The five-year terms of the panchayats will come to an end and an election is impossible in the current circumstances.

Whether the governments appoint officials or their chosen political representatives to take charge or continue with the current elected bodies functioning as administrators will determine where the government stands on its commitment to democratic decentralisation.

­-Source: The Hindu


Focus: GS-II Social Justice

Why in news?

  • As thousands of migrant workers walk across India in a desperate attempt to reunite with their families, States are competing with one another to provide greater relaxation of labour laws to appear ‘industry friendly’.
  • U.P. Government has cleared an ordinance exempting businesses and industries from labour laws, except for a handful, for three years.
  • The Centre has done the same through its many circulars and clarifications issued during the lockdown.

What has happened so far with respect to Migrants?

  • The sudden announcement of the nationwide lockdown on March 23 left an estimated 13 crore migrants with no way to return home and no money.
  • When the lockdown was relaxed from April 20, the Standard Operating Procedure issued permitted asymptomatic workers to return to their worksites where they were to reside.

Actions that seem to prevent workers from Returning

  • The April 29 order permitting inter-State movement of migrant workers – permitted only “stranded workers” to leave, with the Centre clarifying that workers “otherwise residing normally at places, other than their native places for purposes of work” are not “stranded”.
  • Another circular that the workers would have to pay for their train tickets.

Violating rights

  • Article 23 of the Constitution prohibits “forced labour”.
  • The Supreme Court, in PUDR v. Union of India (1982), held that “the word ‘force’ must be construed to include- the force arising from the compulsion of economic circumstances which leaves no choice of alternatives to a person in want and compels him to provide labour or service even though the remuneration received for it is less than the minimum wage.”
  • It would also run afoul of the International Labour Organization’s ‘Employment and Decent Work for Peace and Resilience Recommendation, 2017’ which requires states to ensure marginalised groups “freely choose employment” while rebuilding after any disaster.
  • Thus, the various Home Ministry directives and State ordinances would be violative not only of India’s own Constitution but also its international commitments.

­-Source: The Hindu


Focus: GS-II Social Justice

What are Indian labour laws?

In India there are over 200 state laws and close to 50 central laws, yet there is no set definition of “labour laws” in the country.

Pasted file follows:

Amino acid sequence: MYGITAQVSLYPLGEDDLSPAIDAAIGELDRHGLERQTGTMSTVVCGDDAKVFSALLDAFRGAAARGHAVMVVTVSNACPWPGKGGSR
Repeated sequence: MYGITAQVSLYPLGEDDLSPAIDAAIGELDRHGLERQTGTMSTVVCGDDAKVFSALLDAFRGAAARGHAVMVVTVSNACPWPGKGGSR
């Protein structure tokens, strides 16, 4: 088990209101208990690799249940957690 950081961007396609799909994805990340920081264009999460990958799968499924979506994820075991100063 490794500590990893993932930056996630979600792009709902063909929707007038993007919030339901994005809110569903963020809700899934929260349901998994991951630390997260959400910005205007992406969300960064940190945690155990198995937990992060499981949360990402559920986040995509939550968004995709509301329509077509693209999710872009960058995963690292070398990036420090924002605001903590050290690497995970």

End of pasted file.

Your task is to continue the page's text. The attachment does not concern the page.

Broadly speaking, they can be divided into four categories –

Chart 1 Types of Labour Laws
Chart 2 Wage Gaps Between Sub-Groups
Chart 4 Organised Sector Increasingly
  • Factories Act are to ensure safety measures on factory premises, and promote health and welfare of workers.
  • The Shops and Commercial Establishments Act, on the other hand, aims to regulate hours of work, payment, overtime, weekly day off with pay, other holidays with pay, annual leave, employment of children and young persons, and employment of women.
  • The Minimum Wages Act covers more workers than any other labour legislation.
  • The most contentious labour law, however, is the Industrial Disputes Act, 1947 as it relates to terms of service such as layoff, retrenchment, and closure of industrial enterprises and strikes and lockouts.

Why are labour laws often criticized?

  • Indian labour laws are often characterised as “inflexible”.
  • Even the organised sector is increasingly employing workers without formal contracts.
  • This some people argue, has constrained the growth of firms on the one hand and provided a raw deal to workers on the other.
  • It can also be argued that there are too many laws, often unnecessarily complicated, and not effectively implemented.
  • Moreover, there was always a wide gap between formal and informal wage rates.

Changes to boost employment and spur economic growth

  • Theoretically, it is possible to generate more employment in a market with fewer labour regulations.
  • However, as the experience of states that have relaxed labour laws in the past suggests, dismantling worker protection laws have failed to attract investments and increase employment, while not causing any increase in worker exploitation or deterioration of working conditions.
  • There is already too much unused capacity. Firms are shaving off salaries up to 40% and making job cuts.
  • Instead of creating exploitative conditions for the workers, the government should have partnered with the industry and allocated 3% or 5% of the GDP towards sharing the wage burden and ensuring the health of the labourers.

­-Source: Indian Express

December 2023